ABOUT THE AUTHOR:
I write historical fiction because I love adventure in far-off times and places. I’ve traveled since I was a teenager—backpacking through Germany and Eastern Europe, studying German in Salzburg, eating gelato in Italy, and riding camels in Morocco were some of the highlights. Travel kindles my imagination, fuels my love of history, and introduces me to one-of-a-kind characters. It’s the best kind of research.
When I can’t travel, I read. I love fiction, of course, but I’m often found behind a stack of history books or searching the web for historical tidbits. How people lived together, worked, and what they ate (I love food!) is usually what catches my imagination. No matter where or when we live, people are more alike than they are different. I love to find the similarities between our lives and those of the men and women of the ancient world.
I make my home in Minnesota with my husband of 22 years, four children, three fat cats, and a tortoise named Moe. When I’m not writing Biblical fiction, I’m feeding the ravenous horde of kids and their friends, volunteering at church and school, battling dandelions, and dreaming about my next adventure – whether it be in person or on the page.
ABOUT THE BOOK
Everyone in Bethany admires Martha—the perfect Jewish woman. She feeds and clothes her loved ones, looks after the family farm, and meticulously follows every precept of the Pharisees’ strict laws. But Martha is hiding a secret. At her sister’s marriage feast, she gave her heart and her innocence to a young musician who promised to return and marry her, but instead betrayed her love and abandoned her.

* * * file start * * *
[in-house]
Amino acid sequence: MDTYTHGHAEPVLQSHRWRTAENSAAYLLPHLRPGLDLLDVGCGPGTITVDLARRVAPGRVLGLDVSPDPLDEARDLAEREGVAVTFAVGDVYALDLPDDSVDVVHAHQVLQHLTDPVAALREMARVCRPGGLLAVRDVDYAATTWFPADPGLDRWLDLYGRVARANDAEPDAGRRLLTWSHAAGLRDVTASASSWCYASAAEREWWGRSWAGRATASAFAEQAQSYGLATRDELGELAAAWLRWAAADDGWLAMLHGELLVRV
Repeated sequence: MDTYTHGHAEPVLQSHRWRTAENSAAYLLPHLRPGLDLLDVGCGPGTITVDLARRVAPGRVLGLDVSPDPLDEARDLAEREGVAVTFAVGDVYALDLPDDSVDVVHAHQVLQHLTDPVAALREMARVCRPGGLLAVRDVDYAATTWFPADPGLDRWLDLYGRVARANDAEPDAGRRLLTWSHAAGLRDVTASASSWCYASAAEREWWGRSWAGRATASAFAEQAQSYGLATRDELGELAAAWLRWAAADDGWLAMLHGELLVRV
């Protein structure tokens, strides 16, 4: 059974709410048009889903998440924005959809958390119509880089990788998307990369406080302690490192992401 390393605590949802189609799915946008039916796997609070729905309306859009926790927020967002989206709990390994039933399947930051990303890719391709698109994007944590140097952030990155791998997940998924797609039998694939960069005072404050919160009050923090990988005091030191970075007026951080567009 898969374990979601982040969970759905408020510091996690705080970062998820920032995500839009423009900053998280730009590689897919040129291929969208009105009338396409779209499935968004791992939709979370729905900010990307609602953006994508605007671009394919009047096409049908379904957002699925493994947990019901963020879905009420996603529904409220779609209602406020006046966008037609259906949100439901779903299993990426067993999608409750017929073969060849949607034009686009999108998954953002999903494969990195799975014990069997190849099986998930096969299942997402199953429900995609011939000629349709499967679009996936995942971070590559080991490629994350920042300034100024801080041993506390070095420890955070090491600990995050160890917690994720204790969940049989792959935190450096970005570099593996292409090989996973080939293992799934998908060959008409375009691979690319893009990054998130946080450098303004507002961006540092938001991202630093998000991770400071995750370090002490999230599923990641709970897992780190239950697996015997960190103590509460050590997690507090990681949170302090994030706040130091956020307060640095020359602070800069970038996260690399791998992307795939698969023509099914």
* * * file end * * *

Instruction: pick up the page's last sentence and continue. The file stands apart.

Seven years later, only two people in Bethany know of Martha’s secret sin: her brother, Lazarus, and Simon, the righteous Pharisee to whom Martha is betrothed. When Lazarus falls ill, Martha is faced with a choice: send for Jesus to save her dying brother—risking the wrath of Simon who threatens to betray her—or deny Jesus’ healing power and remain trapped in her tomb of secrecy and lies.
Meanwhile, on the shores of Galilee, Isa roams the wilderness, tortured by demons and knowing only that someone is waiting for him. When he is healed by Jesus, he finds that seven years have passed since his descent into madness. Isa journeys home to Bethany only to find he is too late to win back Martha’s love.
When Martha risks all to heal Lazarus, will Jesus arrive in time, or will he—like Isa—come too late?
If you would like to read the first chapter of The Tomb, go HERE.
What an incredible book to read during Lent. When reading the story of Mary and Martha, I have always identified with Martha. I am very much the "doer" in most scenarios. I plan ahead, worry about if everything is going to get done and be ready. I am not the carefree, let what happen happen person that Mary seemed to be. Reading "The Tomb" gave me such a new way to think about both of these women.
What it must have been like to make that decision to see Jesus -- someone they grew up with and loved -- as the Messiah. Not everyone in their family will accept Jesus as the Messiah. To be a woman and make such a bold decision is quite a statement. Bold statements were not culturally accepted in that day.
I have reread these portions of Scripture again since reading this book. I do so with greater sympathy and empathy for these special women because of the hint of "what if" that we are given through the book "The Tomb".
Thank you to CFBA for the complimentary copy of this book to read and review.